Coming from Vanguard Records, one of the best labels for Americana and roots/rock, Trevor Hall’s self-titled album was a little bit of a shock. It’s more reggae than Americana. The album overflows with a relaxed attitude and the feeling that, as Hall puts it in “Who You Gonna Turn To,” “World’s burning, burning up the sky/ Eye for an eye, wise man said leave the whole world blind/ Flow down the river until you’re free and you’ll see Love Devine.”
His “all good” sentiment continues through the rest of the album, highlighted by the stellar acoustic poppy reggae rap “Unity.” Hall dreams of when he can “drift away to that sacred place/ Where there’s no more you and me/ No more they and we/ Just unity.”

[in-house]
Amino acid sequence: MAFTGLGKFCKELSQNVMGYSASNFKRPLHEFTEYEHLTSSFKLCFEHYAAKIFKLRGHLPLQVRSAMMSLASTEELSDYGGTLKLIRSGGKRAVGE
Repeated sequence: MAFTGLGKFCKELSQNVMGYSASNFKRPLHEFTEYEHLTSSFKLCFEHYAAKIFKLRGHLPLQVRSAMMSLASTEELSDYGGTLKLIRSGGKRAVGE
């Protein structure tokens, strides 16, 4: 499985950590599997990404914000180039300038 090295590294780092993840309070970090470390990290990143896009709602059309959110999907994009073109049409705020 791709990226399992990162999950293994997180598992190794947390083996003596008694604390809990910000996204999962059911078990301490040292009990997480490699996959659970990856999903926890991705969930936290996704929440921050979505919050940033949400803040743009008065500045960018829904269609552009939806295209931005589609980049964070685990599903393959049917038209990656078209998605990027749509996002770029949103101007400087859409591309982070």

A couple of high-profile artists lend their talents to his album. The equally sunny Colbie Caillat sings backup on the slow-danceable “The Lime Tree” (although you would never know it without reading the liner notes). And in the perfect guest spot, Hasidic Jewish rapper Matisyahu throws in a verse on the remix of “Unity.”
I have to admit, I have never been a fan of reggae; it just doesn’t do it for me. But Trevor Hall has combined the Americana sound that I love with reggae to form a truly unique sound that both alt-country fans and Rastafarians can not only appreciate, but also enjoy. That’s the sign of a talented artist.
Trevor Hall: www.trevorhallmusic.com